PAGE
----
“Adam, wait.” Basile tried to calm his friend.”We can send a telegram from here. My servant will take it. I must also wire my agent, and I think it best we try to get word to the hospital. It will reach them in a few days at most. Your message to your father will take more than two weeks.”

Pa must be out of his mind with worry, Adam thought. I’ve got to let him know that Joe is alive.
He quickly wrote up a message for Ben and Hoss and addressed it to the Ponderosa.

Three weeks later Hop Sing would receive it and, with the help of a ranch hand he was able to decipher that the cable had originated in France. The hope that it gave him regarding number 3 son sustained him during the long weeks he waited for his family to come home. Number 1 son was in France. Hop Sing nodded his head in understanding. Cartwrights all go find Little Joe. It was as it should be. The next day, he carried the telegram to Virginia City and had it forwarded to Fairview Hotel, 2nd Avenue, New York City. But, because a young relay telegrapher in Witchita was feeling poorly, Ben and Hoss missed the wire by three days.


In the noisy train that carried him from Paris to Saint Malo, a city on the northern French coast from where he could travel by boat to Jersey, Adam kept nodding off. This time he was nudged awake by an elbow and an irritated female voice.

Monsieur, s’il vous plaît!

Adam quickly sat up straight, realizing his head must have lolled onto the young woman’s shoulder.

Je suis désolé mademoiselle, errr madame…” he said politely, trying to hide his embarrassment. The lady was stunning but obviously a bit put off and Adam didn’t have the courage to make conversation in French. Why was he so darn tired? He longed for a cup of coffee, or three.
He again gazed out the window, trying to look with interest at the French countryside, but it was all a blur. He caught the eye of a young boy who couldn’t be more than five or six sitting stiffly on the opposite seat, his small hands folded in his lap. He was staring at him intently. Adam gave him a quick wink. Keeping a straight face, the boy winked back in that determined way of children who have just learned how, his whole face participating in the effort. His mother gave him a small tap on the knee and said something a bit harsh in French. Adam made a mock frown and one corner of the boy’s mouth lifted ever so slightly.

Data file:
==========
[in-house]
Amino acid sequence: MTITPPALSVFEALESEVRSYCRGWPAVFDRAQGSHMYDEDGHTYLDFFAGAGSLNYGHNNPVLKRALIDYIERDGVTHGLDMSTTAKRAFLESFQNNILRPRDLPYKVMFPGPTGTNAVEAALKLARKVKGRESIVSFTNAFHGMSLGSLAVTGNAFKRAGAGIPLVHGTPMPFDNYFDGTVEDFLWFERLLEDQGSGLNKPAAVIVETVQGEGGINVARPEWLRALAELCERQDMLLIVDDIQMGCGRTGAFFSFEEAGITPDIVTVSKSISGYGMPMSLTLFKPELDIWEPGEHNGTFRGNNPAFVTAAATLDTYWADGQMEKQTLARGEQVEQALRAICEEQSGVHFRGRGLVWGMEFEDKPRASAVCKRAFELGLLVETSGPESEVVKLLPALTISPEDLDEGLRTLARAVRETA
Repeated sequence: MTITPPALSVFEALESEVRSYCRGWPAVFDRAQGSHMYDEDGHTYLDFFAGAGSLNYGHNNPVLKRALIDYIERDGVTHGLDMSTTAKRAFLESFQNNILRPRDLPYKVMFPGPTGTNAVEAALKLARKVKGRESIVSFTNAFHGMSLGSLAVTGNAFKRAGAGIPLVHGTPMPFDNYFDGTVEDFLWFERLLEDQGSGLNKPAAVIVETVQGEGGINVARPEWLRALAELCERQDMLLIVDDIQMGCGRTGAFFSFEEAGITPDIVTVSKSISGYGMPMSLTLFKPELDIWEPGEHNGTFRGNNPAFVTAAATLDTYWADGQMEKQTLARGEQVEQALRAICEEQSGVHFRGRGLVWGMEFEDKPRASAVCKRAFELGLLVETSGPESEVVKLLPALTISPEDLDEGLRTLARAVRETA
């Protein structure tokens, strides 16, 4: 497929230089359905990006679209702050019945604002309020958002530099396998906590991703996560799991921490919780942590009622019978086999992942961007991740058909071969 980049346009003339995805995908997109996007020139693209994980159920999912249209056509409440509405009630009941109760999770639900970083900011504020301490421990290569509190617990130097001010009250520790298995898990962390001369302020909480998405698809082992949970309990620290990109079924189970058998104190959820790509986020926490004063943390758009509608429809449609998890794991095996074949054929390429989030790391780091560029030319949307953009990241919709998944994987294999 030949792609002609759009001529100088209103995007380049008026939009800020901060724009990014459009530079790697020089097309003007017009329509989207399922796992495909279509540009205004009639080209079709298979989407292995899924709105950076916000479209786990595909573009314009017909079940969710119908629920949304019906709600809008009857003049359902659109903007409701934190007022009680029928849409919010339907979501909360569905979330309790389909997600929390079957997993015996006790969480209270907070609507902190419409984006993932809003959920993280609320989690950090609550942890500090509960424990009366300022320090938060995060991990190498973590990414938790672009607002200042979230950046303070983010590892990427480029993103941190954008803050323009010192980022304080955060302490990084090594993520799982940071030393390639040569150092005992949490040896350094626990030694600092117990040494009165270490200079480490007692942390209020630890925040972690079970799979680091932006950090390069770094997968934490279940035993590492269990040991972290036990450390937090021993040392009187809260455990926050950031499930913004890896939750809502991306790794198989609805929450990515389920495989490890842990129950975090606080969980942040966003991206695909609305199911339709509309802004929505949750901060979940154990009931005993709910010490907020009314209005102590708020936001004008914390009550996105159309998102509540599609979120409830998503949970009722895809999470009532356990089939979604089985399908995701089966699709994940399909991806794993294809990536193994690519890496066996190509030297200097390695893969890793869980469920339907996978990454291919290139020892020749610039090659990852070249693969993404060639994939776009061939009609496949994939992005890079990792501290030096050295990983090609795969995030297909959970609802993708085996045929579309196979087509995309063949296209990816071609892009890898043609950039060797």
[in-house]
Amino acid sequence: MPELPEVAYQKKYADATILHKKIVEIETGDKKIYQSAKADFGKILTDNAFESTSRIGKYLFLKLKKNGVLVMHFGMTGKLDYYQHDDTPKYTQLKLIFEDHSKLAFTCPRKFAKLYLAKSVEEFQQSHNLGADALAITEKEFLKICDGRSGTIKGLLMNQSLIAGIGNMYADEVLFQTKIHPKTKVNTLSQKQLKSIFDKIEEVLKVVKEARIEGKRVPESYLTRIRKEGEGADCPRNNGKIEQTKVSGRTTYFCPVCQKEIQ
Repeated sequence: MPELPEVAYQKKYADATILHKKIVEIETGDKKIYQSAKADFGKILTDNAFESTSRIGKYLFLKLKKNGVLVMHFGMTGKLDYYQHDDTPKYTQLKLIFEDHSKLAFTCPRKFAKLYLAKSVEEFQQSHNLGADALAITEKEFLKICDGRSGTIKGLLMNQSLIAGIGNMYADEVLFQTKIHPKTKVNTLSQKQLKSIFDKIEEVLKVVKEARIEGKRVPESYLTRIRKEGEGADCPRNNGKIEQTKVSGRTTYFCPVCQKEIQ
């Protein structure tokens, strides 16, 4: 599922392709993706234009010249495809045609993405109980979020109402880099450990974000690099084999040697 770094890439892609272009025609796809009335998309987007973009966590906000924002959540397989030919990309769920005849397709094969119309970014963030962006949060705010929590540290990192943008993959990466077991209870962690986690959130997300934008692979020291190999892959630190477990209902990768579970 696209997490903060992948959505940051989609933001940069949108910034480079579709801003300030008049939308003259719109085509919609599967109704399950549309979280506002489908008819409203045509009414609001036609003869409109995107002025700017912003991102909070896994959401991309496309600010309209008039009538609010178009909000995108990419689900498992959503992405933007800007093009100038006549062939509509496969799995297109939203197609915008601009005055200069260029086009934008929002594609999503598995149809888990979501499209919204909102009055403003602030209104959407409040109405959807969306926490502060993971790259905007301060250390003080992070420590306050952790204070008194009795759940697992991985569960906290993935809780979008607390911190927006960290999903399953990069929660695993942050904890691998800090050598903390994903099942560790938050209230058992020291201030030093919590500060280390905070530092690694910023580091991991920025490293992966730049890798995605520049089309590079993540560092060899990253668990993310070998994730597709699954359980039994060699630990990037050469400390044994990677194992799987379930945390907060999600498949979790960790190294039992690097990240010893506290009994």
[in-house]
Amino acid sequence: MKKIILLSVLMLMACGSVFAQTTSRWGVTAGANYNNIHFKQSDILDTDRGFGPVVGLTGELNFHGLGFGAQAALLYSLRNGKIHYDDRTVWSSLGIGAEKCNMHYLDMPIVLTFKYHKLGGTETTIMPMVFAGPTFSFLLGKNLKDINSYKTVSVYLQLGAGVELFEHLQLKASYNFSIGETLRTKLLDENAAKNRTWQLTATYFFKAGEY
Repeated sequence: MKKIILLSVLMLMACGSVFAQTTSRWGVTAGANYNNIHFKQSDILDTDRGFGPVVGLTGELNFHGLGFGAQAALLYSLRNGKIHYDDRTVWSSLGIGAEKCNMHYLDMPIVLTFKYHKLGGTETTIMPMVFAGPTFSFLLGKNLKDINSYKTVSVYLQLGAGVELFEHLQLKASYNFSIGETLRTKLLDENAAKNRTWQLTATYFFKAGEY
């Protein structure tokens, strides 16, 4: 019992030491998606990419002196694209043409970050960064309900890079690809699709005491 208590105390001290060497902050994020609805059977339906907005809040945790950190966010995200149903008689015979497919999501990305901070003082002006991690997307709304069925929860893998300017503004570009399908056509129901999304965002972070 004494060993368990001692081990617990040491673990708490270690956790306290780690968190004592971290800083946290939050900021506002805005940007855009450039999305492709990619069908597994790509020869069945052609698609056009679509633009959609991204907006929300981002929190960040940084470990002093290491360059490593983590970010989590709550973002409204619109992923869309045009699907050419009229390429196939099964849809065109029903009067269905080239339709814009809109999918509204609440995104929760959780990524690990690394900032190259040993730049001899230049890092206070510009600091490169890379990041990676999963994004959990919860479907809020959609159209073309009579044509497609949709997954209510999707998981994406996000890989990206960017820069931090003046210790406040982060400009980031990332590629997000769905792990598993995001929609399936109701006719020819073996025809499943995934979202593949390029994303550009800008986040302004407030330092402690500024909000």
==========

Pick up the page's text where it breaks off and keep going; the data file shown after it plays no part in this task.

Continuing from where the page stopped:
Wake up! Adam admonished himself for the tenth time, head leaning against the glass pane, but in vain…the rhythmic movements of the train soon had him nodding off again.


Joe woke up to the sensation of movement, bright light, and the warmth of the sun on his face and body. It was the first time in a long while he had felt truly warm and he reveled in the feeling, hoping it would never stop. He was being carried somewhere on a stretcher, he realized. Turning his head to the side he cautiously opened one eye to look around. The first thing he saw was the ocean, a vast expanse of blue, straight to the horizon, and off in the distance he made out several sailing vessels of different sizes. Suddenly, without warning, his stomach cramped, his heart raced and he squeezed his eyes shut against a blinding pain behind his eyes. Moaning, he watched as images of the shipwreck flashed through his mind…the cries of the passengers, the freezing ocean…then he saw himself in Boston, waiting for Adam, holding an envelope of money…Adam! France! So many memories pounded through his foggy brain that it felt numb. He gave in to them, tried to slow his breathing….

A voice said “Whoa there lad, you’re all right. We’re just takin’ you to Mr. Hugo’s house. Don’t worry, boy…relax, now.” He felt someone hold his arm.

Joe tried to respond to the words in English but he could only produce a soft whimper.
Then a female voice he recognized spoke to him in French… “Calme-toi, Joe. Tout ira bien.” The familiar voice soothed him and his thoughts slowly cleared. The SeaQueen had sunk and he had survived. He was going to meet Adam…Adam!